IAMO Forum 2014 will present latest findings on the functioning of agricultural markets and trade relations in emerging and transition economies
Rising food needs and increasing economic growth in emerging economies as well as the beginning of a new era of trade agreements determine international agricultural markets and thus global food supply since the beginning of the new millennium.
The IAMO Forum 2014 with the title "The Rise of the ‘Emerging Economies’: Towards Functioning Agricultural Markets and Trade Relations?" will take place 25 to 27 June 2014 in Halle (Saale), focusing on food markets functioning in major emerging and transition economies.
International scientists will present their current research findings on such topics as development potentials of emerging economies, international trade agreements, foods security as well as financial speculation with agricultural commodities and food price volatility in three plenaries, thirteen parallel and four organized sessions.
The conference will open on June 25 June 2014 with the plenary session "Emerging Economies - Are they the Future Global Food Basket?" with presentations given by William Liefert (USDA Economic Research Service, USA), William J. Martin (World Bank, USA), Holly Wang (Purdue University, USA) and Barry K. Goodwin (North Carolina State University, USA).
Harald von Witzke (Humboldt University of Berlin, Germany), Christopher Gilbert (University of Trento, Italy), Scott H. Irwin (University of Illinois, USA) and Hermann Steep (Cargill, Germany) will give keynote presentations in the plenary session "Volatility and Speculation on Agricultural Markets" on the second conference day (26 June). Challenges and opportunities of the Transatlantic Trade and Investment Partnership for the USA, EU and neighboring countries will be discussed by Alan Matthews (Trinity College Dublin, Ireland), Gopinath Munisamy (USDA Economic Research Service, USA), Carmel Cahill (OECD, France) and Martina Brockmeier (Hohenheim University, Germany) in the plenary session on 27 June 2014.
The IAMO Forum 2014 will be supplemented by organized sessions with ensuing panel discussions. For example, agro-industry representatives of the agribusiness from Russia, Ukraine and Kazakhstan will report about specific challenges to the development of the grain sector in their countries on 25 June 2014. A session hosted by the Food and Agriculture Organization of the United Nations (FAO) will provide a platform for discussing the future of trade agreements in the CIS countries.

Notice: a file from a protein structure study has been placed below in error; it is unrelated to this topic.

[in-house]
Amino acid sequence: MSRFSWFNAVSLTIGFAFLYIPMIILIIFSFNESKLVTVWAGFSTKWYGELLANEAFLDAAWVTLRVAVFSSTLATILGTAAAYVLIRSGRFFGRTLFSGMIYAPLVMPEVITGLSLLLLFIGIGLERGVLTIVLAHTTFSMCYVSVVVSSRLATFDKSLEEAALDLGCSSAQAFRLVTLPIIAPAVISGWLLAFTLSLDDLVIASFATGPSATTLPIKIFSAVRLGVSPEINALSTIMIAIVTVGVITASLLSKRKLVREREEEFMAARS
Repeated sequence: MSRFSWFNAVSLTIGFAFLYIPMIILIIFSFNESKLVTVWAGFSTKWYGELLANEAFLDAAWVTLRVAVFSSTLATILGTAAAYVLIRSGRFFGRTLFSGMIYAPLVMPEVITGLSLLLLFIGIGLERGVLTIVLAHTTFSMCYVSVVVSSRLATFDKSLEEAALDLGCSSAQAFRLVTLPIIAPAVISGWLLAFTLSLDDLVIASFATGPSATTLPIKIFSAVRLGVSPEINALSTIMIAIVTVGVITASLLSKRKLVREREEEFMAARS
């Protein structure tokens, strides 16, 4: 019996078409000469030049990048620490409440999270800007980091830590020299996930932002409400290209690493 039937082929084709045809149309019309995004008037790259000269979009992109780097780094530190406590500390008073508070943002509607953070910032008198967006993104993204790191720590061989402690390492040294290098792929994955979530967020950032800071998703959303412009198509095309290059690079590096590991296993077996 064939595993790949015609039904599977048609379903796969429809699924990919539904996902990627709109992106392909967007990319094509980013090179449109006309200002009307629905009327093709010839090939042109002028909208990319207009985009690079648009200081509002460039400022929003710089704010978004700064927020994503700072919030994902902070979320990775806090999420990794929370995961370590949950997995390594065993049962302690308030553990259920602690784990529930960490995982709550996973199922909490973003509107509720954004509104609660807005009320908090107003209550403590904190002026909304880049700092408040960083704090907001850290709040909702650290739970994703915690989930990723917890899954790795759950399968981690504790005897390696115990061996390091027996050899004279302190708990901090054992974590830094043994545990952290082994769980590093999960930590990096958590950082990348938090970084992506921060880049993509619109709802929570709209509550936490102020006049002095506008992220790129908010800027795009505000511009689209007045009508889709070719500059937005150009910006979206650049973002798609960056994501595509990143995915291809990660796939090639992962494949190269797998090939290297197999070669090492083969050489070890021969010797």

Also, Ingo Pies, professor and economic ethicist at Martin Luther University Halle-Wittenberg, will ask various experts on their perspectives on future global food security (26 June). The last conference day (27 June) will feature, inter alia, the IAMO projects "Global Food Crisis – Impacts on Wheat Markets and Trade in the Caucasus and Central Asia and the Role of Kazakhstan, Russia and Ukraine" (funded by VolkswagenStiftung) and "Global Food Security and the Grain Markets of Russia, Ukraine and Kazakhstan" (funded by the Federal Ministry of Food and Agriculture). Guest speakers Michael Carter (UC Davis, USA) and Kym Anderson (University of Adelaide, Australia) as well as IAMO researchers Gulmira Gafarova and Dmytro Serebrennikov will provide insights into their research projects.
For further information and the complete program of the IAMO Forum 2014, please visit our conference webpage at: www.iamo.de/forum/2014/program
The IAMO Forum 2014 is organized by Leibniz Institute of Agricultural Development in Transition Economies (IAMO) in cooperation with Agricultural & Applied Economics Association (AAEA) and International Agricultural Trade Research Consortium (IATRC). Funding supporters include German Research Foundation (DFG), Ministry of Sciences and Economic Affairs of Saxony-Anhalt, Rentenbank, KWS SAAT AG, H. Wilhelm Schaumann Foundation and the City of Halle (Saale).